Monday, July 27, 2009

A cool reflection

The heatwave is over. It is a cloudy day and the temperature has dropped to a pleasant 28C. A good time to write the first of a couple of posts about recent deaths.

Leszek Kolakowski was a significant figure. There are good links worth reading here, but it was Norm's discussion that raised my interest, taking on the too eager simplifications of many commentators. Kolakowski is celebrated for arguing that Stalinism was not an aberration, but inherent in Marx's thought. Of course, he wasn't the first. The same critique was made contemporaneously with Marx, initially by Proudhon and then by Bakunin.

Norm acknowledges what he sees as the weaknesses in Marx's position:
What precise weight of responsibility the original ideas, as put forward by Karl Marx himself, bear for the political disaster that was Stalinism may be a matter of debate; but only the most blinkered of Marxists will today deny that central deficiencies of classical Marxism played a role in the developments that led ultimately to the Gulag. Two central deficiencies in particular: the lack of an adequate theory of democratic political institutions; and the tendency to mock and diminish the importance of ethical argument (despite the fact that Marxism itself, and in Marx's hands, contained a moral vision and a commitment to principles of justice).
He also puts them into context, especially Marx's insistence of the continuing existence of the state.
Marx projected an end to the state, but that was the state in the meaning instrument of class rule. With no classes there could be no state in this sense; but there would be a 'public power', Marx held, and one subject to democratic control from below.
This was precisely the basis of the objections of the Anarchists. They felt that the state, even if it ceased to be an instrument of the rule of a particular class, would still be an instrument of rule by a new, and often capriciously cruel, elite, the state functionary. Thus they rejected the state per se. All rule, they argued, was in the interests solely of the rulers.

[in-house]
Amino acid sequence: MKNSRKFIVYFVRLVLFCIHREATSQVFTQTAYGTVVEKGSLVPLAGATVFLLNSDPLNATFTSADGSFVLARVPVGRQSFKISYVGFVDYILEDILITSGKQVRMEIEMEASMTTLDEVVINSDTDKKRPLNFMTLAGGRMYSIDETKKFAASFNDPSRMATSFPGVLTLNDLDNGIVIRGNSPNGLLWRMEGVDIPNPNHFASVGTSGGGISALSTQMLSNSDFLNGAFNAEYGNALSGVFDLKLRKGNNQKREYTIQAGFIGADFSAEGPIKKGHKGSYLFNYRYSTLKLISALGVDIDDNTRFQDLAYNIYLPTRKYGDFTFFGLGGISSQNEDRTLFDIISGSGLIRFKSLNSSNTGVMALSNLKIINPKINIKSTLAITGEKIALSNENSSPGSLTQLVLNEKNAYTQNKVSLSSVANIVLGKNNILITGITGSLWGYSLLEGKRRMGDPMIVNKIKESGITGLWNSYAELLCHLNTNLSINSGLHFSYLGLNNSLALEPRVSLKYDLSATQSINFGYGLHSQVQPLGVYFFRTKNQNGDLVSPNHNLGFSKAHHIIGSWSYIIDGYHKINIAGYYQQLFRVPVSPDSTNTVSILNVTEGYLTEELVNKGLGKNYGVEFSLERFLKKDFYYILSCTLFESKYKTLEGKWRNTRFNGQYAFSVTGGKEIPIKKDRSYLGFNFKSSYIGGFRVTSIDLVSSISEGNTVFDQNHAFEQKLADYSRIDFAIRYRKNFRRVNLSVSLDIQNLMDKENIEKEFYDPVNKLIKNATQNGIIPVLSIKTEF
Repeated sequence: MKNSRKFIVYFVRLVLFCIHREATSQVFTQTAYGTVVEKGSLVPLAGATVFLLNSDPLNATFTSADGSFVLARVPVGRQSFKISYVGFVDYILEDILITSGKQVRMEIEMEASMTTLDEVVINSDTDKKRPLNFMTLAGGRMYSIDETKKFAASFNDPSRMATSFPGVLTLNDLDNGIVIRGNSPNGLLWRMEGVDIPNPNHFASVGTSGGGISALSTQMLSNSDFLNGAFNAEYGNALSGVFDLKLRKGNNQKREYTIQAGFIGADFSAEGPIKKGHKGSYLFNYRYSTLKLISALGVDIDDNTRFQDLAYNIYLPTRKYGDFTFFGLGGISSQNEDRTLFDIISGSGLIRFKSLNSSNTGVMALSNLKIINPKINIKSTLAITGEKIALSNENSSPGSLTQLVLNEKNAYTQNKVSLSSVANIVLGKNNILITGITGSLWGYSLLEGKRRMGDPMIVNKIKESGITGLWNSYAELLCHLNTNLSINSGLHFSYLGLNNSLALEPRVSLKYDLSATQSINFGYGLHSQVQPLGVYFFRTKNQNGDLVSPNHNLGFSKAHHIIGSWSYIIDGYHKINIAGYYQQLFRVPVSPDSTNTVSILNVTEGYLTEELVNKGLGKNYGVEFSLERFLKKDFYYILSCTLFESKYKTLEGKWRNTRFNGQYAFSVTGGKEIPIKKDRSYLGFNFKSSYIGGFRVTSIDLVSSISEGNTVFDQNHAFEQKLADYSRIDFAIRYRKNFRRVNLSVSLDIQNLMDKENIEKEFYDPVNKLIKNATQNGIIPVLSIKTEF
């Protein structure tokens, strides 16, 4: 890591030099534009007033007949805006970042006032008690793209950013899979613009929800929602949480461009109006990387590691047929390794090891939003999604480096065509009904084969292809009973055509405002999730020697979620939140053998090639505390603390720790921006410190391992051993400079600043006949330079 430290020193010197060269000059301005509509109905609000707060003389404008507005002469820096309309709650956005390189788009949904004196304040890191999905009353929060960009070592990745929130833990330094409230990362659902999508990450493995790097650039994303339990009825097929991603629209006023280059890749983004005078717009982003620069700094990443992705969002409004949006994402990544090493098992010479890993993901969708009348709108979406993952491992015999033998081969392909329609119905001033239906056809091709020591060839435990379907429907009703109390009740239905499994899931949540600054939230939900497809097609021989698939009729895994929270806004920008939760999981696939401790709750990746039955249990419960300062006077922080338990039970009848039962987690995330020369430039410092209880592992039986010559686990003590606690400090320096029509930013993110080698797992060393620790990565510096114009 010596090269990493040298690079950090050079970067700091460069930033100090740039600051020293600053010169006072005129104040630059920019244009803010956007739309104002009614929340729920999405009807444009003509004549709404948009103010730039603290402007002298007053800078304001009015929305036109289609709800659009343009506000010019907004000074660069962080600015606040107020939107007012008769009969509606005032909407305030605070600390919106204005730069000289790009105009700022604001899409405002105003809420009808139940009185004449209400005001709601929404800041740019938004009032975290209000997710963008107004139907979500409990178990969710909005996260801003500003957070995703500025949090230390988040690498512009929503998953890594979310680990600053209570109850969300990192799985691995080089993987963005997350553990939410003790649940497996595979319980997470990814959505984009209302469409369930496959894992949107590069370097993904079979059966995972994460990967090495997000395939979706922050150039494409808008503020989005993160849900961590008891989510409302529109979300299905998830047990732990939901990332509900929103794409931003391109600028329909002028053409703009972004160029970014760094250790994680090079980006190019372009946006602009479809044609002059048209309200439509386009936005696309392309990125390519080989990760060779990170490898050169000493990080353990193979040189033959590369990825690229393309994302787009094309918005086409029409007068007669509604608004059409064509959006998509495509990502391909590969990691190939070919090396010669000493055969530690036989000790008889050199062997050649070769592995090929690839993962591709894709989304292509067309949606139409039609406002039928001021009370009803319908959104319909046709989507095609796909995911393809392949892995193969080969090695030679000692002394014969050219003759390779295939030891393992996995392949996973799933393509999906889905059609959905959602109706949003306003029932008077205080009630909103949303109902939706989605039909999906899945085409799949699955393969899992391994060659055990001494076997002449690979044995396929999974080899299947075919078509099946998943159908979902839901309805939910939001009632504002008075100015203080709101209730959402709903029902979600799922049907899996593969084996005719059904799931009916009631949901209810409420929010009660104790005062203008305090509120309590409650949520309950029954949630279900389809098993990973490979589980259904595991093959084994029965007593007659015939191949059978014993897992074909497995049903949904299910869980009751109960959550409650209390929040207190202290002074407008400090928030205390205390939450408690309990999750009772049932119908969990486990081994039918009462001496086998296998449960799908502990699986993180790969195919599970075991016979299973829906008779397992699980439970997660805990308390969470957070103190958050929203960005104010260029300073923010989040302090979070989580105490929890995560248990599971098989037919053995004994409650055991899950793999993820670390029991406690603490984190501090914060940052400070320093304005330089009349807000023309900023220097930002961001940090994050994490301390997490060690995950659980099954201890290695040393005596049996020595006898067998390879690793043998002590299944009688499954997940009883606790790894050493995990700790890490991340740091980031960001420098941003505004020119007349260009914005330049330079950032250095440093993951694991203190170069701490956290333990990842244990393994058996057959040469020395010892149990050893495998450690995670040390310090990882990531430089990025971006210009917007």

In his dispute with Bakunin, Marx ridiculed this position, yet I think that there is merit in it. However, the total rejection of the state does not mean the end of organisation for the achievement of collective ends. Anarcho-communists, like Kropotkin, thought this could be achieved without public power through revolutionary spontaneity and the instinct for mutual aid. His critical friend, Errico Malatesta, was more cautious seeing a need for preparation for freedom through the educative process of building working class solidarity. Individualists relied on models of robust autonomy within collaborative networks.

However, even outside the state, authority permeates many aspects of our lives and seems certain not to disappear. Autonomous organisations can be positively totalitarian, whilst many of us still spend the bulk of our lives in autocracies, more commonly known as the workplace, subject to the whims of the latest managerial fad. And if you want to see the effect of such little tyrannies, look at the management style at Royal Bank of Scotland. Thus the emphasis Norm puts on the need to think more deeply about democratic political institutions is one that applies to all human institutions and relations and is important for all left perspectives, whether statist or not.

To think about institutions that are subject to "democratic control from below", means more than self-congratulatory peans to western liberal democracies, for all their manifest advantages. It means a rejection of the cruelties, inequities and dysfunctions of everyday life, wherever they occur. It requires a consistent moral stance against exploitation and barbarity. It is about control and ownership, not just consumer choice. If we are setting out on a democratic journey, we have a long way yet to go.

But now, with the clouds still overhead, it is time for me to abandon idle speculation and cut back the bamboo that invades from the neighbours' windbreak.

1 comment:

John said...

erm . . . correct!